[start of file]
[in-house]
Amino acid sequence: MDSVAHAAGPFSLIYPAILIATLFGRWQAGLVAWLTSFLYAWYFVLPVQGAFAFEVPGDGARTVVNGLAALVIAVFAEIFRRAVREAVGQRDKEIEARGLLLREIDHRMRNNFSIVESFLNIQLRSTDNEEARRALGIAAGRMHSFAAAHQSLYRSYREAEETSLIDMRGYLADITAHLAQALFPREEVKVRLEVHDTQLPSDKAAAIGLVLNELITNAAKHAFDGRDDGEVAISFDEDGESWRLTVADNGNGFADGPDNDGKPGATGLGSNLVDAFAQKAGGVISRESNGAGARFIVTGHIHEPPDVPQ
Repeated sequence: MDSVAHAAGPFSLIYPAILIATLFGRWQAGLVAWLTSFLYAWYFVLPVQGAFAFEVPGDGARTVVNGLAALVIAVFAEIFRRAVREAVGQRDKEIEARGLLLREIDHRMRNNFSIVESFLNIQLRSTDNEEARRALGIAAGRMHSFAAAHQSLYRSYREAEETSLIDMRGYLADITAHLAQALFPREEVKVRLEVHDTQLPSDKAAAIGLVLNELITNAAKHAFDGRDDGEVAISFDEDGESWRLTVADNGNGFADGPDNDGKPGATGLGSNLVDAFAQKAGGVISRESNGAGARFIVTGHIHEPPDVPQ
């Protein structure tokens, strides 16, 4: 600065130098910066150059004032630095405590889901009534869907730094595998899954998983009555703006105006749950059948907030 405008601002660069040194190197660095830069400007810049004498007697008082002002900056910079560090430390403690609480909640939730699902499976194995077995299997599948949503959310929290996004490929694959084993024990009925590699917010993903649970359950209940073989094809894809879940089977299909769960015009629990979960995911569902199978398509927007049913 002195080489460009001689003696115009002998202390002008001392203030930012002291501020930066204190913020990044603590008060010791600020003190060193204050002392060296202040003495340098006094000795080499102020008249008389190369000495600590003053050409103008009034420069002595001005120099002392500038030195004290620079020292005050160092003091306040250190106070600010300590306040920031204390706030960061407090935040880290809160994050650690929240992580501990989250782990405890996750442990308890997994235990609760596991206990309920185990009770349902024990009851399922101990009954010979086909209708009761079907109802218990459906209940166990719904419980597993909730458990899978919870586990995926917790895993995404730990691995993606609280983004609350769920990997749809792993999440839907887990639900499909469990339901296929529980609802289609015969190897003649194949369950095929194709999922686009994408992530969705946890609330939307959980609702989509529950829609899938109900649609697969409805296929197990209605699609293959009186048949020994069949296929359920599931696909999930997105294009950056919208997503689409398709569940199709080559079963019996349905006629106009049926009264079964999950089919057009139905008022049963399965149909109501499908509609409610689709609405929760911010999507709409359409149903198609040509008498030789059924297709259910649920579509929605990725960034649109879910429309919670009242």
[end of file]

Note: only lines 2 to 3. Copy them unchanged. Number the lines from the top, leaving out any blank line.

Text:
Amino acid sequence: MDSVAHAAGPFSLIYPAILIATLFGRWQAGLVAWLTSFLYAWYFVLPVQGAFAFEVPGDGARTVVNGLAALVIAVFAEIFRRAVREAVGQRDKEIEARGLLLREIDHRMRNNFSIVESFLNIQLRSTDNEEARRALGIAAGRMHSFAAAHQSLYRSYREAEETSLIDMRGYLADITAHLAQALFPREEVKVRLEVHDTQLPSDKAAAIGLVLNELITNAAKHAFDGRDDGEVAISFDEDGESWRLTVADNGNGFADGPDNDGKPGATGLGSNLVDAFAQKAGGVISRESNGAGARFIVTGHIHEPPDVPQ
Repeated sequence: MDSVAHAAGPFSLIYPAILIATLFGRWQAGLVAWLTSFLYAWYFVLPVQGAFAFEVPGDGARTVVNGLAALVIAVFAEIFRRAVREAVGQRDKEIEARGLLLREIDHRMRNNFSIVESFLNIQLRSTDNEEARRALGIAAGRMHSFAAAHQSLYRSYREAEETSLIDMRGYLADITAHLAQALFPREEVKVRLEVHDTQLPSDKAAAIGLVLNELITNAAKHAFDGRDDGEVAISFDEDGESWRLTVADNGNGFADGPDNDGKPGATGLGSNLVDAFAQKAGGVISRESNGAGARFIVTGHIHEPPDVPQ